Written by Rachel Barclay
This is an interesting article about a study that let two rats telepathically send information from across the world with the help of implanted devices in the two rats’ brains. It is very much related to the topic of Technology implemented in the brain. This experiment is the one of the first of many steps to creating cyborgs and utilizing electronic telepathy that may one day be for humans. The possibility of such an invention for humans could change our lives drastically.
For the experiment, scientists implanted an array of electrodes into each pair of mice’s brains. One of the two mice played the “encoder” role while the other played the “decoder.” Both mice were given a task to be performed and would each receive a reward when it was completed it successfully. The first mouse to be tested was the decoder. From the decoder mouse’s actions, specific brain activity occurred, which was recorded by the electrode array installed in its brain. This then transmitted to the encoder mouse’s brain, which allowed the mouse to complete the activity faster and more accurately than it would have without the telepathic signals. This is a result of the encoder mouse copying the decoder mouse’s brain activity.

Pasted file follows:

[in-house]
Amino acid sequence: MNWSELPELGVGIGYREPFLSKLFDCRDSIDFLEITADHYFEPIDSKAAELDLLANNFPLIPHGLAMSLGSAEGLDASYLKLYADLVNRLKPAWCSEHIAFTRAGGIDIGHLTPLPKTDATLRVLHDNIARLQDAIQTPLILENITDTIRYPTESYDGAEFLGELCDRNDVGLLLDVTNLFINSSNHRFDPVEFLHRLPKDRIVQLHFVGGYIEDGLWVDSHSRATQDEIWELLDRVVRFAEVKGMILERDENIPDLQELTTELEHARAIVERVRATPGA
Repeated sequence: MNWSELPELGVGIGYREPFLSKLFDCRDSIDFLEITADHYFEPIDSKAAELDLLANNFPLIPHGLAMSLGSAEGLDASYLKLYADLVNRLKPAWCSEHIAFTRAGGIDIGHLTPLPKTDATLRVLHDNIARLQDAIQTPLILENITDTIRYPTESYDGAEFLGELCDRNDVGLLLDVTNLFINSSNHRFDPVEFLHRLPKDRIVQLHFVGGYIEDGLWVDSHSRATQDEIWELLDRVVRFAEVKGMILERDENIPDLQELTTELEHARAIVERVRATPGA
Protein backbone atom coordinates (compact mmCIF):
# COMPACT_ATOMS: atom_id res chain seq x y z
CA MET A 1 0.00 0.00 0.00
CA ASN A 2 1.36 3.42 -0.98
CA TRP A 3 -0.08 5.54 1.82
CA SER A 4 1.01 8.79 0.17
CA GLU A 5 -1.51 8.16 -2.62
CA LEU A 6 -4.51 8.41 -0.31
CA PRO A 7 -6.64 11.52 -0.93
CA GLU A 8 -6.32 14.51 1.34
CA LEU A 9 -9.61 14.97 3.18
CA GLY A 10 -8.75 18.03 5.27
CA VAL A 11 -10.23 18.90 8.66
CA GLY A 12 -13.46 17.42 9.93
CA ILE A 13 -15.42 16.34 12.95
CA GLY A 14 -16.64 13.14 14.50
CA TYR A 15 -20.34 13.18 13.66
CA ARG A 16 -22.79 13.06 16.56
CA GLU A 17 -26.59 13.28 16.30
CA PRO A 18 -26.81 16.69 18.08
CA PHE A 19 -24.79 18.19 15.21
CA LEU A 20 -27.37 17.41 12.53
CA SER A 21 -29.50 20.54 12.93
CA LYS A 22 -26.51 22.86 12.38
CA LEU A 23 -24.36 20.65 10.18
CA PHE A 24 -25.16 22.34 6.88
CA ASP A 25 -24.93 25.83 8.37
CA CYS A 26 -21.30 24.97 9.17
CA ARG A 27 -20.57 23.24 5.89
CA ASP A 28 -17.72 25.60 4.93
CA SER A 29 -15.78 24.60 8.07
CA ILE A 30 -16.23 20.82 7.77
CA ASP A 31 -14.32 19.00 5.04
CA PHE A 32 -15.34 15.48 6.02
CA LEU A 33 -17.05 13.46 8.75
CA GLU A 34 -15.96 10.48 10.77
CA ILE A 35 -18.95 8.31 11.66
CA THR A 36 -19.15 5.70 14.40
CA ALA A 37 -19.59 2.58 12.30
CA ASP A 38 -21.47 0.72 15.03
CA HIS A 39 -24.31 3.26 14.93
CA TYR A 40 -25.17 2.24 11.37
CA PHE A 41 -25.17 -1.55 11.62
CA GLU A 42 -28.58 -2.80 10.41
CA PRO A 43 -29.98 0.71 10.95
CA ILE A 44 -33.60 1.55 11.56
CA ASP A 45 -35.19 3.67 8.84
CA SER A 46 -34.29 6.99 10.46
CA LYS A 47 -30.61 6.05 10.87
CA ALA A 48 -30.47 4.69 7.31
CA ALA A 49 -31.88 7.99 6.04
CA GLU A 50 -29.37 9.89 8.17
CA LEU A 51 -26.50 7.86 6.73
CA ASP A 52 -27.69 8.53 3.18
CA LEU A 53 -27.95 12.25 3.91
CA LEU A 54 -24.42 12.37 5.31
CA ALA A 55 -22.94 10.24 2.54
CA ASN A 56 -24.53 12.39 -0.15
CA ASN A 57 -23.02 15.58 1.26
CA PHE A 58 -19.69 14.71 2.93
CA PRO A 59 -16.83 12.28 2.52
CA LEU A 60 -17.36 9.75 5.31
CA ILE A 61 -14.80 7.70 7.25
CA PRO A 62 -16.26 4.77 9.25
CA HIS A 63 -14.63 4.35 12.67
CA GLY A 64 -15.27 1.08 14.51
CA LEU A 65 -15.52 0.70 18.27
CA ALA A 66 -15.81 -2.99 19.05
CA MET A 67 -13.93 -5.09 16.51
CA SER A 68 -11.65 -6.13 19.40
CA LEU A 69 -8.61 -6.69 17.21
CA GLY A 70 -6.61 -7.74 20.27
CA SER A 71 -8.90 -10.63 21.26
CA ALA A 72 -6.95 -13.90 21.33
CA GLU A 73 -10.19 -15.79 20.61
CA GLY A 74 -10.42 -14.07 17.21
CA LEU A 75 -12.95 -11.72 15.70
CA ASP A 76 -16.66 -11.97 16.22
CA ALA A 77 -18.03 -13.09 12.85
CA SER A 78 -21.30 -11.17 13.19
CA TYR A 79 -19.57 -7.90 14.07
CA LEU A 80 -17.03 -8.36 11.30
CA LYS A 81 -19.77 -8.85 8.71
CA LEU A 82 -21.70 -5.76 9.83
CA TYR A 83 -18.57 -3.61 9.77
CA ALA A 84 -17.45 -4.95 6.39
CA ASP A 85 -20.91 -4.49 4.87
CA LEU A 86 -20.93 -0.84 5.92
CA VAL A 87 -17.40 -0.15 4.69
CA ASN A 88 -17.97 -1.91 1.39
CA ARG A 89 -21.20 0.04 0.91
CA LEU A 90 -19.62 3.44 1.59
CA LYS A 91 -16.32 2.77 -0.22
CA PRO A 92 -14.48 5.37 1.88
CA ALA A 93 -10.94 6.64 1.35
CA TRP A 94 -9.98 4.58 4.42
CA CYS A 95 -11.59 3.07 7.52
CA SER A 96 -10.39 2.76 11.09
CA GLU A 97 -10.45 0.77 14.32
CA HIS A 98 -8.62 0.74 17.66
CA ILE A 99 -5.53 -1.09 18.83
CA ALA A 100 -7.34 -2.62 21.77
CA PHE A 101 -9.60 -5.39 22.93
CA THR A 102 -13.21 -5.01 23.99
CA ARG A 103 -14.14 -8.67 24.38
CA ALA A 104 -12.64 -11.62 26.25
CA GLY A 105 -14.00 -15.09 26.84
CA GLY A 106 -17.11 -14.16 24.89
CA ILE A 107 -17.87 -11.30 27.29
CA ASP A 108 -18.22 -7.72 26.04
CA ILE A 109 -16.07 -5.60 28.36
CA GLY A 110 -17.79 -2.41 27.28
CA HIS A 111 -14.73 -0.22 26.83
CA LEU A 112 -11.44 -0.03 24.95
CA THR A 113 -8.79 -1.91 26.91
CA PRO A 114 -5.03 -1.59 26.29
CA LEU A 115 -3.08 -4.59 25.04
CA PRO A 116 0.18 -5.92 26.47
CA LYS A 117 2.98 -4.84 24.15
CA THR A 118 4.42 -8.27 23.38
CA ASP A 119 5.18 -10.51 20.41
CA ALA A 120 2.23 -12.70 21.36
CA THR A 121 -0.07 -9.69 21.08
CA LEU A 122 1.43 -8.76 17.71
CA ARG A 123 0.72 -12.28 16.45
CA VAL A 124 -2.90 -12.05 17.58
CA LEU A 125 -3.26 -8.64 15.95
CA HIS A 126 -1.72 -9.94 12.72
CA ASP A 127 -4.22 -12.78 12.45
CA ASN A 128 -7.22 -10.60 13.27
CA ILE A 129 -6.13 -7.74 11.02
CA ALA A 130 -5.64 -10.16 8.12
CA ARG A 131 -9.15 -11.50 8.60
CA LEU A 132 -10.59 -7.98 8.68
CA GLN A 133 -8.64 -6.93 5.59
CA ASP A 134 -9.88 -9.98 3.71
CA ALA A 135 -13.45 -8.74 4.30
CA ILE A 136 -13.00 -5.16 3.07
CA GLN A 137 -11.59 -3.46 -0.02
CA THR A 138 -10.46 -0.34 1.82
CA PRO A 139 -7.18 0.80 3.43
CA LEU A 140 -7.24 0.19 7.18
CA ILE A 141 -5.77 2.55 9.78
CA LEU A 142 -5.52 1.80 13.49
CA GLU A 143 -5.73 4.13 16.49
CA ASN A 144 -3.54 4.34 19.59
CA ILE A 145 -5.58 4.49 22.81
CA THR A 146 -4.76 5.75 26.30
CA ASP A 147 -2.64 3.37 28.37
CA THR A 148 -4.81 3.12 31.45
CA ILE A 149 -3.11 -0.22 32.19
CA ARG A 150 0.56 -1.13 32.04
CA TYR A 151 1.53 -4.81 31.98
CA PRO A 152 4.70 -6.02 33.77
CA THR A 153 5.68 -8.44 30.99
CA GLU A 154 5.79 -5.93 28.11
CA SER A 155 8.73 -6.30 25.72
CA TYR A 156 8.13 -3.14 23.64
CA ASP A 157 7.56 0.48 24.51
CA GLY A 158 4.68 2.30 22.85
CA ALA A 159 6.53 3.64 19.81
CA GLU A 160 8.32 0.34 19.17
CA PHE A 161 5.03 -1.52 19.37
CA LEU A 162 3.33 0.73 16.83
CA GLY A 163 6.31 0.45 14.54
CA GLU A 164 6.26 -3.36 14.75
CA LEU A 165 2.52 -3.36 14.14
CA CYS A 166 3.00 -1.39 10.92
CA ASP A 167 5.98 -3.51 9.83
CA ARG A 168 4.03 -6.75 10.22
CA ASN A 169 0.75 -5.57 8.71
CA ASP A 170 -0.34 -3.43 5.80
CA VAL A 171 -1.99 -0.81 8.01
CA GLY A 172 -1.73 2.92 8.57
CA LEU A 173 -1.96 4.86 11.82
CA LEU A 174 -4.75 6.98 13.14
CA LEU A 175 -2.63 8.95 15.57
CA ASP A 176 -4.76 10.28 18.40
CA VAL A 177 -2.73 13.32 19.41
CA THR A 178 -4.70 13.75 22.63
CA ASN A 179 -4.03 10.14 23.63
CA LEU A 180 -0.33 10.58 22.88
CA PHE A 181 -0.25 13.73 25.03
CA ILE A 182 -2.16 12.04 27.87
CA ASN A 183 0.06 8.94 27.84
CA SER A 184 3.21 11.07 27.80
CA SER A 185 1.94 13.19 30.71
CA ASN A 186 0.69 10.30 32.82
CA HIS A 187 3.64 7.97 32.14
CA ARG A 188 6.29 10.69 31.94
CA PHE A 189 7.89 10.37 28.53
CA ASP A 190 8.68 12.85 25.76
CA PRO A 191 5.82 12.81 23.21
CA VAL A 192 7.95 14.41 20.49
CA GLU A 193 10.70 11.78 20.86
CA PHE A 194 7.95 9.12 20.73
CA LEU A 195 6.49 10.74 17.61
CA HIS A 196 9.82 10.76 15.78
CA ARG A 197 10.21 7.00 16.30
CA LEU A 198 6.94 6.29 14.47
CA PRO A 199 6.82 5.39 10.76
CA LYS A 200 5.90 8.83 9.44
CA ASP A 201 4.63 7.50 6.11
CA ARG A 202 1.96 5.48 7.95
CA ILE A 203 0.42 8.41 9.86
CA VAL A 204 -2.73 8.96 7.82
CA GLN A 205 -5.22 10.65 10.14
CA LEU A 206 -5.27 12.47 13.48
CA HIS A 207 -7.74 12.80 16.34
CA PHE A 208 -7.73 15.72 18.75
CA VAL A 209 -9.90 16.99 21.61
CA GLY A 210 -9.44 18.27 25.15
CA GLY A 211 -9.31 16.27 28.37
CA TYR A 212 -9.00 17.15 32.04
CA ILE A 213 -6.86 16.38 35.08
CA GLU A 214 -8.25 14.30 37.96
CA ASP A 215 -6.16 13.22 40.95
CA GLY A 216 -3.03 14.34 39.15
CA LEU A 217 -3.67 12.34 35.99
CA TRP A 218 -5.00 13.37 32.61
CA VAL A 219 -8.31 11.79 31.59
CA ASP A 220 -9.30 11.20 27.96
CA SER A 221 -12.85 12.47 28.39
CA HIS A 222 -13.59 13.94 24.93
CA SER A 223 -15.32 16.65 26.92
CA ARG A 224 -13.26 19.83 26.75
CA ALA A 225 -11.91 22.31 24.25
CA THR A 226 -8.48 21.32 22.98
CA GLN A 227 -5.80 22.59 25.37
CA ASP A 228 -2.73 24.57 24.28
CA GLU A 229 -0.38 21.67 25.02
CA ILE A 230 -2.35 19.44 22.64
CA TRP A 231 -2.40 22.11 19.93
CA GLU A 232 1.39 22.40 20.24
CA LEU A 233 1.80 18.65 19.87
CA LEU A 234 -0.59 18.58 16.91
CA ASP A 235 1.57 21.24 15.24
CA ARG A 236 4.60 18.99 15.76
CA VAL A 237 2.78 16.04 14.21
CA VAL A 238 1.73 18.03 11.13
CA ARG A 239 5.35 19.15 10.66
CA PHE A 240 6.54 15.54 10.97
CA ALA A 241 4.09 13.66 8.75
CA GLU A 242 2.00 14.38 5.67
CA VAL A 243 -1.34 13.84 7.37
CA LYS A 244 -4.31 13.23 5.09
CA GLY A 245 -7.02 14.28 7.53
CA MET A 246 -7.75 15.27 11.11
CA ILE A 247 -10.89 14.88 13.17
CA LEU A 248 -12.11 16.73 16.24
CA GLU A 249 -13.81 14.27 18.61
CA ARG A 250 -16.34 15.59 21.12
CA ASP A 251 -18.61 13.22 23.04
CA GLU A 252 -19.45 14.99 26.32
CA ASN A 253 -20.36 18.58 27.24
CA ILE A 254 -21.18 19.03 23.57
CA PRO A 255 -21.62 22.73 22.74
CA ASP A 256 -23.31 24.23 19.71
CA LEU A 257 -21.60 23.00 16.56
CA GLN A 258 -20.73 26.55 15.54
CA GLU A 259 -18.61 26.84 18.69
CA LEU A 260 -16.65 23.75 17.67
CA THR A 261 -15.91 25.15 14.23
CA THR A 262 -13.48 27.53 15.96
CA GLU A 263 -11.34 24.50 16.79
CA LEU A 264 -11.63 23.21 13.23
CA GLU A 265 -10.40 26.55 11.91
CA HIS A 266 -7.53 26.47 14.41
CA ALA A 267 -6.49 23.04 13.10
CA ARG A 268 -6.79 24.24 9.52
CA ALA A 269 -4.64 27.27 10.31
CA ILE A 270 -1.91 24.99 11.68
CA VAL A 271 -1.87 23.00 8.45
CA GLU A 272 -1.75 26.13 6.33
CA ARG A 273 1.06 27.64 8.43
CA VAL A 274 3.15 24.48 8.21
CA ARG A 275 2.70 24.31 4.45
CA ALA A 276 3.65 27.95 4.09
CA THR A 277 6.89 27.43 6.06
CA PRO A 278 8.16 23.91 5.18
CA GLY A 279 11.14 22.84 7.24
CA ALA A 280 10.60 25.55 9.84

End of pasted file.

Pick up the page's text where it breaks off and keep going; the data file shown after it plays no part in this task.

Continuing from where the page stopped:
What was even more fascinating was that the two mice had the ability to “strengthen the telepathic bond” between them by aligning their senses to each other to transfer information clearer after learning that working together would get them better rewards. The longer the animals worked together, the faster they were at collaborating to solve problems.
This discovery has such great potential for humankind as we are getting closer to advancing prosthetics. ” It suggests that humans might able to not only learn to control a robotic limb, but also remap their brains to receive sensory information from the limb itself.”
1. If technological telepathy was possible, how exactly would that change our laws, lifestyles, and methods to learning?
2. What part(s) of the brain actually receives and processes the telepathic signals?
3. What did it feel like to have those transmitted signals come into the mice’s minds? Did the mice feel like they had enough brain power to ignore the incoming signals? Or were they forced upon them so much that they had to obey them?
4. If humans were tested instead of mice, would the information transmitted be in the form of pictures, feelings, and/or words? Did the mice receive feelings or pictures?